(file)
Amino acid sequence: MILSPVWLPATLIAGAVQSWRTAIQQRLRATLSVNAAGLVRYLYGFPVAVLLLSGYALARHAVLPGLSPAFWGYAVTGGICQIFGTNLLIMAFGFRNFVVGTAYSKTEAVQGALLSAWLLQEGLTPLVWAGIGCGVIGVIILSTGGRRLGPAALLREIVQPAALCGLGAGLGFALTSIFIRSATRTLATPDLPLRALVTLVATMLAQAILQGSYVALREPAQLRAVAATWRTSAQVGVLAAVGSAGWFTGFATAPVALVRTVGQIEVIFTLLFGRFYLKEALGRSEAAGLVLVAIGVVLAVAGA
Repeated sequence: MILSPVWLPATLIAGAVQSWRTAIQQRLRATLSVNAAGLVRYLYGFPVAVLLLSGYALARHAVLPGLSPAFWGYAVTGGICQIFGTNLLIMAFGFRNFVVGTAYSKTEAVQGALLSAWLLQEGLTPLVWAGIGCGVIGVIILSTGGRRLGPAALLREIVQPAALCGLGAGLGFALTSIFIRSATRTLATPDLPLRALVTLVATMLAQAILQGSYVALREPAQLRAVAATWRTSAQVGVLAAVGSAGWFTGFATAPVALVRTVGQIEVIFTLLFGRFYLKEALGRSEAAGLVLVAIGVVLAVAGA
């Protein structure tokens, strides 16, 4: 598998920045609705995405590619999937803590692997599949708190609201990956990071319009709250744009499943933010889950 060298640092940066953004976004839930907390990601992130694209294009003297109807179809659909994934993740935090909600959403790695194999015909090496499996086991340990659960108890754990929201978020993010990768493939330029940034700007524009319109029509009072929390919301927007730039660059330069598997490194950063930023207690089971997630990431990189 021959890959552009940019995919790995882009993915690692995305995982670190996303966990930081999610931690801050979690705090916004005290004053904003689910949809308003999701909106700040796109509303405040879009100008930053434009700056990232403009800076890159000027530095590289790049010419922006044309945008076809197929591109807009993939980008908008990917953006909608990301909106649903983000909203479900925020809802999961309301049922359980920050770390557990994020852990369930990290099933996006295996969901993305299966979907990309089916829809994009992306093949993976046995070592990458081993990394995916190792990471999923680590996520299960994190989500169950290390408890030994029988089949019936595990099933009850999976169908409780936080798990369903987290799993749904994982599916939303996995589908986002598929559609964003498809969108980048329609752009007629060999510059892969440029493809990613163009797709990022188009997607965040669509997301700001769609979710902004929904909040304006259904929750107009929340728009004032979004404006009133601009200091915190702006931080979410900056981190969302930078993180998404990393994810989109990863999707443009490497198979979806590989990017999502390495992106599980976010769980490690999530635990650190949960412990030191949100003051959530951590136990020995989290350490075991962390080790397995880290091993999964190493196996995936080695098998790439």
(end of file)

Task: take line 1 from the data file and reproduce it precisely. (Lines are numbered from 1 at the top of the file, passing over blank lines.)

Amino acid sequence: MILSPVWLPATLIAGAVQSWRTAIQQRLRATLSVNAAGLVRYLYGFPVAVLLLSGYALARHAVLPGLSPAFWGYAVTGGICQIFGTNLLIMAFGFRNFVVGTAYSKTEAVQGALLSAWLLQEGLTPLVWAGIGCGVIGVIILSTGGRRLGPAALLREIVQPAALCGLGAGLGFALTSIFIRSATRTLATPDLPLRALVTLVATMLAQAILQGSYVALREPAQLRAVAATWRTSAQVGVLAAVGSAGWFTGFATAPVALVRTVGQIEVIFTLLFGRFYLKEALGRSEAAGLVLVAIGVVLAVAGA